If you are growing pepper plants from seeds, then it’s crucial to transplant them early so that the little seedlings have enough space and nutrients to grow and thrive. More room for roots leads to bigger leaves for photosynthesis, which ultimately leads to larger fruits for harvest!
Pepper plants should be transplanted once their seedlings produce a third set of true leaves, which is around 3 or 4 weeks after sprouting.
The first set of leaves that you see are called seed leaves, and true leaves come right after. Once these fall off, wait for the third set of true leaves before transplanting.
In this article, we are going to walk you through the best practices for moving your pepper plants to their new home. Let’s get started!
How To Do It Properly
Before you start, get some clean 3 1⁄2 inch plastic pots that have drainage holes in the bottom. You should use high-quality growing compost that doesn’t have ‘damping off’ organisms – these are soil-borne fungi that cause stem rotting.
In another larger container, pre-moisten the soil (you will probably need to use this larger container later on). I would suggest you use filtered water slowly and mix it until the soil sticks together. Add more dry soil if the soil is too soggy.
Then, fill ¾ of the pots with this soil and press it down to make it firm. Use your finger to poke a hole in the center for your seedling. Untangle the roots of the pepper seedlings and place them in the holes.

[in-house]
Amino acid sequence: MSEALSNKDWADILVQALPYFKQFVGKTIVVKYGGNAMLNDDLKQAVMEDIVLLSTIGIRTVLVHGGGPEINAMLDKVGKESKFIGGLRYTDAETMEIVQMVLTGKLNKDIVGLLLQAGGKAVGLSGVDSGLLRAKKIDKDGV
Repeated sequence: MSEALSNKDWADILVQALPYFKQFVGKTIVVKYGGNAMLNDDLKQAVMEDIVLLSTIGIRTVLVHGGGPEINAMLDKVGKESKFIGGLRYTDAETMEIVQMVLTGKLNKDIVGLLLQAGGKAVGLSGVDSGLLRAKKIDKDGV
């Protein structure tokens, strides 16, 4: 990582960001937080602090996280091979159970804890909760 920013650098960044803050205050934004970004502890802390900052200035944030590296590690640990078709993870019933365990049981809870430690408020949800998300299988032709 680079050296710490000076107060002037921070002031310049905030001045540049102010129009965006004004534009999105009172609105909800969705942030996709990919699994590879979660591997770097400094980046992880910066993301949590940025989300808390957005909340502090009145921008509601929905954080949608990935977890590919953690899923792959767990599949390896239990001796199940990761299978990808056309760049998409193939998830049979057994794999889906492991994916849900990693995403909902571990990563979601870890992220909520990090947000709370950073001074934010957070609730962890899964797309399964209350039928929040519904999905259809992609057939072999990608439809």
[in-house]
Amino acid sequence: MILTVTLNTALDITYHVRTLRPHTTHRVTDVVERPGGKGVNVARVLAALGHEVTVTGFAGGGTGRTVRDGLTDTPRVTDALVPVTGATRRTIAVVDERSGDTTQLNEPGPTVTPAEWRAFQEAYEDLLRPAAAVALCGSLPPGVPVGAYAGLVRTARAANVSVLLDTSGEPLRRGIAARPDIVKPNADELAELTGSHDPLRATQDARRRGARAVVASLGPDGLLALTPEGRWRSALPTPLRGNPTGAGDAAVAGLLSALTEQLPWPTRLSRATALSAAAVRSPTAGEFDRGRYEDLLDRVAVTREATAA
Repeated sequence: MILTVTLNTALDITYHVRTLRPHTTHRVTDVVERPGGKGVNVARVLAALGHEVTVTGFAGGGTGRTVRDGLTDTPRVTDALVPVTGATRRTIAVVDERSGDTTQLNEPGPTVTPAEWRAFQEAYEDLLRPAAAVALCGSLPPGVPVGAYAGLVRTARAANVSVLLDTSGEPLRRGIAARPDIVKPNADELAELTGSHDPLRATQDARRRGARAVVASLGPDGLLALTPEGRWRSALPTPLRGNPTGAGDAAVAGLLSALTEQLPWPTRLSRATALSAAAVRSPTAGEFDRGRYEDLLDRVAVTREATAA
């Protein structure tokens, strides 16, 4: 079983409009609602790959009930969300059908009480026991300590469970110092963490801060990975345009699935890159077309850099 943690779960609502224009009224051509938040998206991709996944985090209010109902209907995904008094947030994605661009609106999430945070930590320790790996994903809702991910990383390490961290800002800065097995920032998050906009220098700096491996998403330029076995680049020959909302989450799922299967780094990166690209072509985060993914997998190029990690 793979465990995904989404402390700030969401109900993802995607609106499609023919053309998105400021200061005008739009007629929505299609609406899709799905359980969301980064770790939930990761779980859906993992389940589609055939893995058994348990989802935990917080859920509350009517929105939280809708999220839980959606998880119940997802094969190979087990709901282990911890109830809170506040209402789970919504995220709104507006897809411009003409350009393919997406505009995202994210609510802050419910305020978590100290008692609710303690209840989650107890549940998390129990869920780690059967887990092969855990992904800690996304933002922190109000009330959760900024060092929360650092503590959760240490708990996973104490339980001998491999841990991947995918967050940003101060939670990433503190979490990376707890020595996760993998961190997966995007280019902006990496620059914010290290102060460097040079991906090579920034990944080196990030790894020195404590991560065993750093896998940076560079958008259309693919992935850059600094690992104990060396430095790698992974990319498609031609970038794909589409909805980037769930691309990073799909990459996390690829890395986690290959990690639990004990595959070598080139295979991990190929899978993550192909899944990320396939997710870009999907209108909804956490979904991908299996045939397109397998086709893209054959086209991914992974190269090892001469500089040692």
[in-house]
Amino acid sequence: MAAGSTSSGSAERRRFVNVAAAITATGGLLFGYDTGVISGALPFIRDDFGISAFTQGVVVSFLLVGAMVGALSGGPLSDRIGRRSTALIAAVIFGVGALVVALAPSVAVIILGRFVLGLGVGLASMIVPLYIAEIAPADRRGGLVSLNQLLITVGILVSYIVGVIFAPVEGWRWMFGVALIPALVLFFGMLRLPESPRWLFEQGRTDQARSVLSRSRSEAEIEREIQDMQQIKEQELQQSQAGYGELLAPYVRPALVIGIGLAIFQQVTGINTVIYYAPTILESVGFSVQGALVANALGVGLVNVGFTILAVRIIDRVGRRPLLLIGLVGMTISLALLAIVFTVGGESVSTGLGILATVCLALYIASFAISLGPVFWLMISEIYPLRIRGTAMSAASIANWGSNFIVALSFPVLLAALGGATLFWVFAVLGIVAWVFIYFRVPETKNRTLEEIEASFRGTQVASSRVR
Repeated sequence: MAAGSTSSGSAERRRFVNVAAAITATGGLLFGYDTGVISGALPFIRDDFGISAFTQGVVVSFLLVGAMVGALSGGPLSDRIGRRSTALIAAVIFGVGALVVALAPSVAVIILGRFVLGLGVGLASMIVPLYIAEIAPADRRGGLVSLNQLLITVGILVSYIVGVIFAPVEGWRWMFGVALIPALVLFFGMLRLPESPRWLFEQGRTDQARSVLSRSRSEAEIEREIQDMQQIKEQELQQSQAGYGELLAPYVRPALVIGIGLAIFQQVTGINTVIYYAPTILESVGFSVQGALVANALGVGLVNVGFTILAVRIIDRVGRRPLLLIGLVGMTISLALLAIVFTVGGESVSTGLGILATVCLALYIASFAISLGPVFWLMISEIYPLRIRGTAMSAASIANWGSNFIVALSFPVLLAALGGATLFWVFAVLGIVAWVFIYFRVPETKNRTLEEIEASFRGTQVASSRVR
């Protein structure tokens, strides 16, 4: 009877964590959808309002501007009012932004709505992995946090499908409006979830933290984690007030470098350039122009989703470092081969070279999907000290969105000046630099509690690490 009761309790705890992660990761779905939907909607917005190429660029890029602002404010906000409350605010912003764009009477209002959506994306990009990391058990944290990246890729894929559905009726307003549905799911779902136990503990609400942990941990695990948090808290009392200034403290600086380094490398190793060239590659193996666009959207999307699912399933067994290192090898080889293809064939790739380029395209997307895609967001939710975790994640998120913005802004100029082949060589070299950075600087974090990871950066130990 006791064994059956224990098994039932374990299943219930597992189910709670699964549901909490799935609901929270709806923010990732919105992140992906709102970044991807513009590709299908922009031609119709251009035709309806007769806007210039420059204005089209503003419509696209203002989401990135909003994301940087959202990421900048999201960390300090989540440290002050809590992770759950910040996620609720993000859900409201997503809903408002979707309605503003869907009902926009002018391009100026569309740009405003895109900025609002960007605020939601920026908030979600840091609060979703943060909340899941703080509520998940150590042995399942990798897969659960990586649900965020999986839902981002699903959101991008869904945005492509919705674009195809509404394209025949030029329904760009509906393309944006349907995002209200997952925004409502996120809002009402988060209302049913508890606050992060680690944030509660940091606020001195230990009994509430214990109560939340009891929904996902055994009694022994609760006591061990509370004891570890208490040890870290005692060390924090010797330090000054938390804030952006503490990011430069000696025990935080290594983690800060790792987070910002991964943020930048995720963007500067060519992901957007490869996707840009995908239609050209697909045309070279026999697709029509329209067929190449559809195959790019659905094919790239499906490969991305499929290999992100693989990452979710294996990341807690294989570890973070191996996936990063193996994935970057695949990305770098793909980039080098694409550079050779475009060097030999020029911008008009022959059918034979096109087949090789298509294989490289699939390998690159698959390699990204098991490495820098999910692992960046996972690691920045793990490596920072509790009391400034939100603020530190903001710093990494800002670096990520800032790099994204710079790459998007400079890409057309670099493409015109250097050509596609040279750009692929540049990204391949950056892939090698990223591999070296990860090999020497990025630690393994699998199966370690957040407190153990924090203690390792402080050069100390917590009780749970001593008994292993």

Carefully cover the edges with more soil, making sure not to bury the stems beneath. Press the soil around the plant and give them some water.
You might also be interested in: Why The Leaves On Your Pepper Plants Are Turning Yellow And How To Fix It
Why You Should Transplant Pepper Plants
If your little peppers don’t have enough space to spread their roots, then they will eventually stop growing. This is because the roots have nowhere to go and they’ve used up most of the nutrients available in the soil, thus preventing your peppers from reaching their full potential.
Pepper plants that are not transplanted in time become rootbound, which increases the risk of transplant shock. If you don’t transplant them, the roots will continue to grow and would only end up suffocating the delicate seedling.
Stunted leaf growth is often a result of stunted root growth. Tall and leggy plants without many leaves are signs that they might be needing a larger home. Large leaves are necessary for photosynthesis, a biological process that is crucial for proper growth and development.
So, don’t forget to transplant your peppers and continue on with proper plant care. Pruning is also a crucial step that will get you more peppers, so you should check out: A Beginner-Friendly Guide To Pruning Pepper Plants